There is too much of an emphasis in cybersecurity on “technical solutions,” and not enough focus on the nitty-gritty unknowns of human behavor in cyberspace, says Eric Bonabeau, the founder and chairman of cutting-edge “idea-incubator” Icosystem Corporation.
“The extent to which research and development in cybersecurity has been skewed toward ‘technical solutions’ is mind-boggling,” Bonabeau, who is also a founding member of a Defense Department-funded cybersecurity science initiative, writes in a guest blog post for The Atlantic.
“But cyberspace, although it is the result of tremendous technological progress, is not just a piece of technology: It is both an enabler and an amplifier of human nature, eliciting new manifestations of human nature,” he adds.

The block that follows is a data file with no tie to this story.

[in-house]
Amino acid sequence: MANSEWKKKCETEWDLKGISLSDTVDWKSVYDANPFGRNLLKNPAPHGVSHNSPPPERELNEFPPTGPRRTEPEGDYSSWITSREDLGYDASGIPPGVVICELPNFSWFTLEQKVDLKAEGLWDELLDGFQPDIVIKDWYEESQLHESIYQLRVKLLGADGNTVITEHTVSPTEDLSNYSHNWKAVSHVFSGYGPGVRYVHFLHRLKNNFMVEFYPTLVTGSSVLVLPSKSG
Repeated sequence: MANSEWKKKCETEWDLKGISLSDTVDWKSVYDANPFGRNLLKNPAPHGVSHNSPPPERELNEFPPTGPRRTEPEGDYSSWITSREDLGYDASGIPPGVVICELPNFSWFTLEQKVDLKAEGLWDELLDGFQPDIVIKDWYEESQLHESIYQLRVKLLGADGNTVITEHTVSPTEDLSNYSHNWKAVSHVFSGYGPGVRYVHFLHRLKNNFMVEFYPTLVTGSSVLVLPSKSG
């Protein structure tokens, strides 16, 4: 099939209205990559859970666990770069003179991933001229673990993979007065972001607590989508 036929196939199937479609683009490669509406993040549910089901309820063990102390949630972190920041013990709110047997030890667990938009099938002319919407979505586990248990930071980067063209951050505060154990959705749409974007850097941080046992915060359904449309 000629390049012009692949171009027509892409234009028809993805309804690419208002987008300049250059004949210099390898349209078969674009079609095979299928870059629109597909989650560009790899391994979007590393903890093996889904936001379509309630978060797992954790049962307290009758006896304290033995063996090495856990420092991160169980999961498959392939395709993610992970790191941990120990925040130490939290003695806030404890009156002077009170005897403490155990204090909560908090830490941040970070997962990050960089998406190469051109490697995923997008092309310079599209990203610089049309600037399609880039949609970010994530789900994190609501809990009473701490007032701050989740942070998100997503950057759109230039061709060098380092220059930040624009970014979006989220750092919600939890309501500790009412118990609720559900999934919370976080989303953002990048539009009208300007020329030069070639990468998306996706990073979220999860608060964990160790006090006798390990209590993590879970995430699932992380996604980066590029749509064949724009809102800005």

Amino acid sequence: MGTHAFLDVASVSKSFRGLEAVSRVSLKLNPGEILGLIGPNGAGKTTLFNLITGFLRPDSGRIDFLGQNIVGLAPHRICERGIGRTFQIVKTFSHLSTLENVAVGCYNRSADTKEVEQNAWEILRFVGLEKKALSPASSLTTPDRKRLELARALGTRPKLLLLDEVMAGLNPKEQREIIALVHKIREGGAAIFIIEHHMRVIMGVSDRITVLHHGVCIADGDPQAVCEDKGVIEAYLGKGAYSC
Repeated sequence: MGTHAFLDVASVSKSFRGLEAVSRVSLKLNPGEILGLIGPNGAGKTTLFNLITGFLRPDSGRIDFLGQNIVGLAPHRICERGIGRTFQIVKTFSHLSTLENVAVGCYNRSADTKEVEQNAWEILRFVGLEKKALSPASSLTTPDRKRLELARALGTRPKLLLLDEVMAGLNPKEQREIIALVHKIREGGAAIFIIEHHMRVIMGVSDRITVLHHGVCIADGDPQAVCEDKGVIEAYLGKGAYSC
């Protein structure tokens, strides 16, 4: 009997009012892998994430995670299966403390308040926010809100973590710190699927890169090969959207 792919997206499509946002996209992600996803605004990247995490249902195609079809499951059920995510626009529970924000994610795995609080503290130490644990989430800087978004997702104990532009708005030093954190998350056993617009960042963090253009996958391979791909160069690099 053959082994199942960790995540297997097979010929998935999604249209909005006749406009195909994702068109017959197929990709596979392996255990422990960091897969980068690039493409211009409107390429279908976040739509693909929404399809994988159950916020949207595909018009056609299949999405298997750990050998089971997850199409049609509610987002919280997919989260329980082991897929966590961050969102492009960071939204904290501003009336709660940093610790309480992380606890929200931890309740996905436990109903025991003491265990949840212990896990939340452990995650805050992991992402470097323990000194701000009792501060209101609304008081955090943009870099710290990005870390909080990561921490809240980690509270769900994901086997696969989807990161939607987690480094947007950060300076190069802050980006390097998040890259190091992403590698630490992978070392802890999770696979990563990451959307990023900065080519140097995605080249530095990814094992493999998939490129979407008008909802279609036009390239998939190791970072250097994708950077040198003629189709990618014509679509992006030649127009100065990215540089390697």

While cyberspace has “unprecedented reach” into our lives (and allows us the same scope of reach into others’ lives), there remains a fundamental lack of understanding of our place in cyberspace, he posits.
“The intuition we have gained from the physical world over thousands of years of evolution leaves us ill prepared to deal with the new geography of cyberspace,” Bonabeau writes.
But in the wake of cyber incidents — such as the hacking of Google (ostensibly by China), known as Operation Aurora and the WikiLeaks disclosures — it’s time for a reevaluation of the human factor in securing cyberspace, Bonabeau writes.
“Obviously, it is essential to continue to improve the technical aspects of cybersecurity and significant investments need to be made to ensure continuous progress — and to keep up with increasingly sophisticated enemies,” he writes. “But at the same time, human behavior is almost always the weakest link in security.”